Archived First shift in Market?

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I think i'm starting to be used as a utility person in my store (flow, backroom, instocks, pricing, salesfloor, signing, and now market). I have my first shift on a sunday opening next week and I had a few questions. First off because im alone that day for some reason, what am I actually supposed to be doing? I know I check for expired food, but I don't know how to qmos something or whatever. Then I do the pulls from pfresh and zone the stuff. But do I have to make an order or does somebody else make that (Trucks mwf)? Also is there any other stuff I have to do before the afternoon person comes in. Any help would be great. Thanks
 
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Unfortunatly, PA (and Market TM!) duties and responsibilities can vary from store to store. So what we tell you might not be the process that your store uses.

If you go onto Workbench, there is a page called "Food Best Practice" or something like that. It has a loooooooot of info on how pretty much everything is done, and why. When I was training, our other PA printed off a ton of crap and sent it home with me to read up on, lol. Definitely helped. If you have time, poke around on Workbench and get a feel for what's there. If you see something that you don't understand, print it off and ask your trainer/TL.

Also, don't be afraid to ask questions. If you have a good management team they should come to you and ask you how you're doing and if you feel like you're getting the right training, but if not, talk to your trainer, or failing that, your TL or ETL. I always say there's no such thing as a stupid question, and when you're working in such a detail orented area, "winging it" and guessing on a lot of stuff is going to give everyone a headache.

Hang in there. It's always overwhelming at first but you'll get the hang of it. :)
 
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Does your store expect one person to close pfresh AND take care of all of dry market?
Here is a typical closing shift for market:
- Walk in to most of the day's CAFs not pushed. They were just piled onto the autofills that FLOW couldn't handle. Instocks batches waiting around too.
- Replenish bananas
- Replenish milk (usually empty by now)
- Cull the bakery table
- Do your QMOS (and everyone else's)
- Mop coolers
- Zone pfresh
- Zone 100+ doors of coolers/freezers
- Zone 30 aisles of dry market
- Maybe zone chemicals too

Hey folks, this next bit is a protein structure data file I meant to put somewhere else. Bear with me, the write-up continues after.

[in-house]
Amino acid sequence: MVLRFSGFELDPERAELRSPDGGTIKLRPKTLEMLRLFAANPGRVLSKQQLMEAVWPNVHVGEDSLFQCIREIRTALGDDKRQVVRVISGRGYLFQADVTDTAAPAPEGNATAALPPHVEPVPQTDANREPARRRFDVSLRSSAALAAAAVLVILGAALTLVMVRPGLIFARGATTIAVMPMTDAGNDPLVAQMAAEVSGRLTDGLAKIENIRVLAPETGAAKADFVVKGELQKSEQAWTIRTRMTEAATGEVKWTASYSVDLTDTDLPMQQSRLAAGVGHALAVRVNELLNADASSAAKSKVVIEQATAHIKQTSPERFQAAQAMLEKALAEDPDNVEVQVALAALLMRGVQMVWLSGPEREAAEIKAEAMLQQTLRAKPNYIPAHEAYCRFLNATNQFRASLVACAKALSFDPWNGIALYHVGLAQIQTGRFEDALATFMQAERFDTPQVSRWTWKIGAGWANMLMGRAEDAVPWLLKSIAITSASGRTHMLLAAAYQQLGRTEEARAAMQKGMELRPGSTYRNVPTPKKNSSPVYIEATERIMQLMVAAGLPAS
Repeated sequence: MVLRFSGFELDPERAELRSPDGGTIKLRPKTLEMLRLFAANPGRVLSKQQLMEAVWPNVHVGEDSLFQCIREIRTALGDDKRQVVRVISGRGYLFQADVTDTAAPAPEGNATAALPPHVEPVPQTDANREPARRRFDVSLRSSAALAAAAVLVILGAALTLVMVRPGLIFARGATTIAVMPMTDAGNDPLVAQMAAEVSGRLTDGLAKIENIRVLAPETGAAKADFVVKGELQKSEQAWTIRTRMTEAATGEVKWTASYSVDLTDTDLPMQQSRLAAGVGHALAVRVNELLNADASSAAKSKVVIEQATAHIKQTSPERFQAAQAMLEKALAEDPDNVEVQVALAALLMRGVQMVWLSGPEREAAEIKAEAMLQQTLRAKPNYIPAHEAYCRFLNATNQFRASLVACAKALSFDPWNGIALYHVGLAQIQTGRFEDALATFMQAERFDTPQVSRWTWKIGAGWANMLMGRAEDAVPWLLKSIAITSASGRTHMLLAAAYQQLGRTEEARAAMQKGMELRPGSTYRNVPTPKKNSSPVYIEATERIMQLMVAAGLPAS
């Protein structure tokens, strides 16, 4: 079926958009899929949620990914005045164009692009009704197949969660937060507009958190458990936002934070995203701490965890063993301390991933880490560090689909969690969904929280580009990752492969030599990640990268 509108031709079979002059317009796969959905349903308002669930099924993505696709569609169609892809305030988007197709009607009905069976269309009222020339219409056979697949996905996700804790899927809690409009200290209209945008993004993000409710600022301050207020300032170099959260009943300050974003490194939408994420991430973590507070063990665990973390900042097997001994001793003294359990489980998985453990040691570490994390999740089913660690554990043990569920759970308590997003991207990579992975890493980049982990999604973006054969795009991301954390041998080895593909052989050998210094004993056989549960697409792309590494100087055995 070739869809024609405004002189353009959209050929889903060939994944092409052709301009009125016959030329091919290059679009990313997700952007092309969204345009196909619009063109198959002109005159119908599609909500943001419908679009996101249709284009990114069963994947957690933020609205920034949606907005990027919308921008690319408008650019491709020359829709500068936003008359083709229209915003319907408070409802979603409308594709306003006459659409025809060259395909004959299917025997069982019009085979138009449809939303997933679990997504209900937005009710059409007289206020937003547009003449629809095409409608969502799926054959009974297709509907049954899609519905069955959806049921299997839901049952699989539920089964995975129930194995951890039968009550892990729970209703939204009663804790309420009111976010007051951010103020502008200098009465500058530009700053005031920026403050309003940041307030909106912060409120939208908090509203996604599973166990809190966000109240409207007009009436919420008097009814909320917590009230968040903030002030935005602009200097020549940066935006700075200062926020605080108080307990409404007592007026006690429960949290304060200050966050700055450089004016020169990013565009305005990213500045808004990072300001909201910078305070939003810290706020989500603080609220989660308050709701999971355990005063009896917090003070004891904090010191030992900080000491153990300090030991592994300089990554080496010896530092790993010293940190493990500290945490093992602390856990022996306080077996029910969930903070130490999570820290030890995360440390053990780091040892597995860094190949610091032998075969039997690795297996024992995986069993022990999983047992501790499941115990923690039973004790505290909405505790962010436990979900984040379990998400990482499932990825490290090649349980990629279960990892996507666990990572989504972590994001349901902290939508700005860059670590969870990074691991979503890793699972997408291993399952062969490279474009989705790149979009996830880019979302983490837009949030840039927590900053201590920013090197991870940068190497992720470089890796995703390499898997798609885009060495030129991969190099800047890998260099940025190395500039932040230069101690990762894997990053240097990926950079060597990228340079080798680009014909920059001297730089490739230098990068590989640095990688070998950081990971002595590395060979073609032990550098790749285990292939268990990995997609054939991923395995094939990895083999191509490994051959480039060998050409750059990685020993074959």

- "And finish early so you can help apparel!"

Not to mention the standard backup cashiering, guest service, breaks and huddle.

Over the past 6 months the leadership at my store has slowly come to the realization that it is impossible for one person to zone all of dry market to "green (perfect) by themself. One of our softlines TLs asked me what was taking me so long to zone market. I told her that we can dedicate as much time as we want to zoning market, and it will never be enough. She said "just pull everything forward" like it could be done in half an hour.

Anyone else expected to do all of pfresh and dry market? How has that been going?
 
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To access QMOS in the PDA, you can either find it under the Reverse Logistics menu, or just type in QMOS under RF Apps and hit enter. It'll then ask you the location found (usually sales floor or backroom, try and be as accurate as you can), and then the reason why (out of temp, damaged, outdated). Then just scan (or you can enter the 4-digit PLU for produce only), enter in the quantity, hit Y or N to confirm the quantity or make a change, and then you're done! There are some things that have chargeback privileges that you have to defect out using SDEF, and a message will pop up saying that when you scan the item, but I usually just took those up to the service desk. Also, there are some things that when you go to scan them out, it'll say "enter a quantity in eaches from 6 to 99". I'm not sure why it does that or what it means (I notice it does that a lot for baking items), but I usually just took those to the service desk as well to have them defect out in there.